Thursday, March 18, 2010

Day at the (flooded) beach

There’s nothing like a mug of hot apple cider after a long day in March. A long 68-degree day in March. It was amazing! I got up at eight this morning, ate some of dad’s icky oatmeal (he must have put less than a teaspoon of brown sugar in) eating only clumps of banana and trying to force the rest down, before getting on the computer in search of a publishing house or magazine to get an informational interview at. I tried calling North Shore and Merrimack Valley, both local magazines, but getting hold of an actual person over-the-phone is impossible. I found the North Shore one, but the editor was in a meeting, and a guy at the front desk told me to e-mail or call, so later I called and left a message. I never got a return call. Maybe tomorrow, I hope.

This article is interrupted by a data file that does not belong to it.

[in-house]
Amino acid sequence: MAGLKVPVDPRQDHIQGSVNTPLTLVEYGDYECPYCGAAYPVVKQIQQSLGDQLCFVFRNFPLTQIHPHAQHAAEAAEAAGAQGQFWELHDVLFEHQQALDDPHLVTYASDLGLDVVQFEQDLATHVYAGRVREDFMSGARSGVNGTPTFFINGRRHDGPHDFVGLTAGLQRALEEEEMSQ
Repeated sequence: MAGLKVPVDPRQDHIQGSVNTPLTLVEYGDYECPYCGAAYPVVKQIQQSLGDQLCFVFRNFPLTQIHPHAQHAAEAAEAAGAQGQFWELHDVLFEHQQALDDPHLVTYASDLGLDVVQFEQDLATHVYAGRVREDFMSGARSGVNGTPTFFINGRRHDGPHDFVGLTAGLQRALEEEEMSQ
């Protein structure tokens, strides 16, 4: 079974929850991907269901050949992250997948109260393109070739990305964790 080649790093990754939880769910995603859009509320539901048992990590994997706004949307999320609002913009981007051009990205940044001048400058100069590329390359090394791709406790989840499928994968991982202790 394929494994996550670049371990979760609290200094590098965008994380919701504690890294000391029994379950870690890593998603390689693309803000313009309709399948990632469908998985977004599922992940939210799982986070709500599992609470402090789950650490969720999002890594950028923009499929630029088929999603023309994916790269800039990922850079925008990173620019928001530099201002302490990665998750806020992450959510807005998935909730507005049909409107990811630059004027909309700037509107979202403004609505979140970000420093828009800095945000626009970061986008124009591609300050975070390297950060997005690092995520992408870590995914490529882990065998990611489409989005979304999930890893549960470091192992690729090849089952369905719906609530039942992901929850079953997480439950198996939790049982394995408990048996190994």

I spent a few hours over my friend Sara’s house with she and her boyfriend. Her half-goldie black dog (90 lbs), Harry jumped all over us until we decided to go to Salisbury beach. We walked down the beach and found Harry-sized piles of black seaweed and half-buried lobster traps in the sand. Intermingled cans and bottles, gloves, boots and other single-paired shoes were trapped in the weeds. A dead fish, its mouth partially open to reveal sharp tiny teeth, made me stumble as I almost stepped on it barefoot. Sara scanned among the debris and sands for sea glass while I searched for anything interesting; a whole clamshell, some driftwood; more dead fish.